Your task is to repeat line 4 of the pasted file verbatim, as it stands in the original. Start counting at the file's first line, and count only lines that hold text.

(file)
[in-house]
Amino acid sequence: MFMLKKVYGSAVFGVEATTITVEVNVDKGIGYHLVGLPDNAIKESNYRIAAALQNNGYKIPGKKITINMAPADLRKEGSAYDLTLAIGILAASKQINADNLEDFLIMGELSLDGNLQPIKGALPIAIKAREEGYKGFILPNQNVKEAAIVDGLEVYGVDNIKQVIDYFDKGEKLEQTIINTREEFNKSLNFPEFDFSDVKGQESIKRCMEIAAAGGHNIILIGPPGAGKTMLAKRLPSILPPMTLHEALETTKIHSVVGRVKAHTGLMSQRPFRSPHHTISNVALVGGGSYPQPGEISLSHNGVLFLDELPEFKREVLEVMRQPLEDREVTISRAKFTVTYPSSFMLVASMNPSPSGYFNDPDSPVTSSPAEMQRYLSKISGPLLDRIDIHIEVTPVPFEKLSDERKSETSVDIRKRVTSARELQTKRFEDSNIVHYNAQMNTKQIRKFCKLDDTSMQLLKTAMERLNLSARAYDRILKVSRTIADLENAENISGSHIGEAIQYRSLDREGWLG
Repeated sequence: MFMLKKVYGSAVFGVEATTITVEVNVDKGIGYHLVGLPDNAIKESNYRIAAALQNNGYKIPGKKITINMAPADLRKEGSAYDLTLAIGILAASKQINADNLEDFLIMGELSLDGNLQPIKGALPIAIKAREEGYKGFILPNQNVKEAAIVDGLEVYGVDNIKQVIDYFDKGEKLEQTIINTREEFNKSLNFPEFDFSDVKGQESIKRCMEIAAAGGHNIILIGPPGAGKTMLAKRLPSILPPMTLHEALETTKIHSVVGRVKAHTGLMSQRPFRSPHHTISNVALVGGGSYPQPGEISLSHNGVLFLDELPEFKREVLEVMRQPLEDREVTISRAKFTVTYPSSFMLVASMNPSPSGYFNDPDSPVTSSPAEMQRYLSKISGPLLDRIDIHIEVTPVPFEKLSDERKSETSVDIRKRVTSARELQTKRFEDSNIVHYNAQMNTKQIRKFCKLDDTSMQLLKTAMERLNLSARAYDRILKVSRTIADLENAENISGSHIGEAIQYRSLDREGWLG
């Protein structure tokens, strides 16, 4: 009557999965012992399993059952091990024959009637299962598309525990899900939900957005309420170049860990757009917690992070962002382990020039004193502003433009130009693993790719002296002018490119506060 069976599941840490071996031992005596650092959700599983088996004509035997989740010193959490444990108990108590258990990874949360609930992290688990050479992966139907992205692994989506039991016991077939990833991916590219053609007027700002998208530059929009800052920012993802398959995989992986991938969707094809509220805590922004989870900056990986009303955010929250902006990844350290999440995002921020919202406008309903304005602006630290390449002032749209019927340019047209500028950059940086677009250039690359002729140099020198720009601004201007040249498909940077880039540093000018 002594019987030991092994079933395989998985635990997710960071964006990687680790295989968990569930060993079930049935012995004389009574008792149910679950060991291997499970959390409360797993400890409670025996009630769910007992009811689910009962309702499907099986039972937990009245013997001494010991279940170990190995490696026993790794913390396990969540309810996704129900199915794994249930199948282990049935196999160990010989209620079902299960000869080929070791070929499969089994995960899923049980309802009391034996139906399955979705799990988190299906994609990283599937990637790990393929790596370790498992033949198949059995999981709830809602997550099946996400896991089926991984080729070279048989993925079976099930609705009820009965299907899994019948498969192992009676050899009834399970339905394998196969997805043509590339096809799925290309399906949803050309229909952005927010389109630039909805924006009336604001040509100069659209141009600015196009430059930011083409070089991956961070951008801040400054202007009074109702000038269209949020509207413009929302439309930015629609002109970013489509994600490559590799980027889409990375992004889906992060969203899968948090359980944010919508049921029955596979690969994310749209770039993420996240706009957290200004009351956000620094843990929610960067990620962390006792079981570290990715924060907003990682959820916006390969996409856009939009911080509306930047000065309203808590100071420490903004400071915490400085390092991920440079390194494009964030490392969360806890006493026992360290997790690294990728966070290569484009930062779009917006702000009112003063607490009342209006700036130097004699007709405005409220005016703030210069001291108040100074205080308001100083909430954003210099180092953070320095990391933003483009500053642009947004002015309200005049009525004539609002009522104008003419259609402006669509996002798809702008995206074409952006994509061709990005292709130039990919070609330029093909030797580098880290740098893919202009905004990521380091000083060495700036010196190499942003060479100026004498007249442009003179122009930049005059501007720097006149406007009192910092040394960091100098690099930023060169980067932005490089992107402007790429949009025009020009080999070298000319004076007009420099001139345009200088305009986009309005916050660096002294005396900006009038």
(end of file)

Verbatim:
């Protein structure tokens, strides 16, 4: 009557999965012992399993059952091990024959009637299962598309525990899900939900957005309420170049860990757009917690992070962002382990020039004193502003433009130009693993790719002296002018490119506060 069976599941840490071996031992005596650092959700599983088996004509035997989740010193959490444990108990108590258990990874949360609930992290688990050479992966139907992205692994989506039991016991077939990833991916590219053609007027700002998208530059929009800052920012993802398959995989992986991938969707094809509220805590922004989870900056990986009303955010929250902006990844350290999440995002921020919202406008309903304005602006630290390449002032749209019927340019047209500028950059940086677009250039690359002729140099020198720009601004201007040249498909940077880039540093000018 002594019987030991092994079933395989998985635990997710960071964006990687680790295989968990569930060993079930049935012995004389009574008792149910679950060991291997499970959390409360797993400890409670025996009630769910007992009811689910009962309702499907099986039972937990009245013997001494010991279940170990190995490696026993790794913390396990969540309810996704129900199915794994249930199948282990049935196999160990010989209620079902299960000869080929070791070929499969089994995960899923049980309802009391034996139906399955979705799990988190299906994609990283599937990637790990393929790596370790498992033949198949059995999981709830809602997550099946996400896991089926991984080729070279048989993925079976099930609705009820009965299907899994019948498969192992009676050899009834399970339905394998196969997805043509590339096809799925290309399906949803050309229909952005927010389109630039909805924006009336604001040509100069659209141009600015196009430059930011083409070089991956961070951008801040400054202007009074109702000038269209949020509207413009929302439309930015629609002109970013489509994600490559590799980027889409990375992004889906992060969203899968948090359980944010919508049921029955596979690969994310749209770039993420996240706009957290200004009351956000620094843990929610960067990620962390006792079981570290990715924060907003990682959820916006390969996409856009939009911080509306930047000065309203808590100071420490903004400071915490400085390092991920440079390194494009964030490392969360806890006493026992360290997790690294990728966070290569484009930062779009917006702000009112003063607490009342209006700036130097004699007709405005409220005016703030210069001291108040100074205080308001100083909430954003210099180092953070320095990391933003483009500053642009947004002015309200005049009525004539609002009522104008003419259609402006669509996002798809702008995206074409952006994509061709990005292709130039990919070609330029093909030797580098880290740098893919202009905004990521380091000083060495700036010196190499942003060479100026004498007249442009003179122009930049005059501007720097006149406007009192910092040394960091100098690099930023060169980067932005490089992107402007790429949009025009020009080999070298000319004076007009420099001139345009200088305009986009309005916050660096002294005396900006009038």